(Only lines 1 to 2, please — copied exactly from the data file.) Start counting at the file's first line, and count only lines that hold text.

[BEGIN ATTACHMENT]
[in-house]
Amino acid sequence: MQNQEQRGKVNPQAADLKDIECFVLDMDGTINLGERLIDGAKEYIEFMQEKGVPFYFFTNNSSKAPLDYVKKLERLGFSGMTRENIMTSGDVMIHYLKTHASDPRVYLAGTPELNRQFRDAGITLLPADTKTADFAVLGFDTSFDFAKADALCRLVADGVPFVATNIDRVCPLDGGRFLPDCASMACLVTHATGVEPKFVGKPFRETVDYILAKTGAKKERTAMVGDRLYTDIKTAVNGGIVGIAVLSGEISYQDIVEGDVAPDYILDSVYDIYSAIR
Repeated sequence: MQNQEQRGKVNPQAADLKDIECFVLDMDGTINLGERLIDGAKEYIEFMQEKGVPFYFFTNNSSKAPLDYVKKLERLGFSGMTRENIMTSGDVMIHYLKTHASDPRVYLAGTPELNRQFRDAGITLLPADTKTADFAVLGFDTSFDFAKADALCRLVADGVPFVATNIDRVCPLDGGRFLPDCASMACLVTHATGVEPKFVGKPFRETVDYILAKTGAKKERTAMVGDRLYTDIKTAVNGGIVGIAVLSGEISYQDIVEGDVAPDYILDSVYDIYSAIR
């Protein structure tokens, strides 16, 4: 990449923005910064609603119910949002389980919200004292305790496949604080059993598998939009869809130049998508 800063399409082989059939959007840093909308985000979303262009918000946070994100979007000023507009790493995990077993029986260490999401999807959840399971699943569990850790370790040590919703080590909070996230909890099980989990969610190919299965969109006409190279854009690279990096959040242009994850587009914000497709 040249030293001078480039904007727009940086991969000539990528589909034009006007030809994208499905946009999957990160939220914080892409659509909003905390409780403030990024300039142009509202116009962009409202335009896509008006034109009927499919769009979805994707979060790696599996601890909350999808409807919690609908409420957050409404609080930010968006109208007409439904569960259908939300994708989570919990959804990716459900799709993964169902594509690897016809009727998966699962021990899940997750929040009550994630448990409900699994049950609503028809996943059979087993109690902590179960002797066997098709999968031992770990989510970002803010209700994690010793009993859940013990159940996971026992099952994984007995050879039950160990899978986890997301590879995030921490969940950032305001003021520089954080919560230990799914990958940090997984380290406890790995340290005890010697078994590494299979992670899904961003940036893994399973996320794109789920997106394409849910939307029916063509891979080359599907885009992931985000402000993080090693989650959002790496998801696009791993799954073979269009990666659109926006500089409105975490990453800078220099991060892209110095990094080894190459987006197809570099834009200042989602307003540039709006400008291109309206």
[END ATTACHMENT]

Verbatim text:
[in-house]
Amino acid sequence: MQNQEQRGKVNPQAADLKDIECFVLDMDGTINLGERLIDGAKEYIEFMQEKGVPFYFFTNNSSKAPLDYVKKLERLGFSGMTRENIMTSGDVMIHYLKTHASDPRVYLAGTPELNRQFRDAGITLLPADTKTADFAVLGFDTSFDFAKADALCRLVADGVPFVATNIDRVCPLDGGRFLPDCASMACLVTHATGVEPKFVGKPFRETVDYILAKTGAKKERTAMVGDRLYTDIKTAVNGGIVGIAVLSGEISYQDIVEGDVAPDYILDSVYDIYSAIR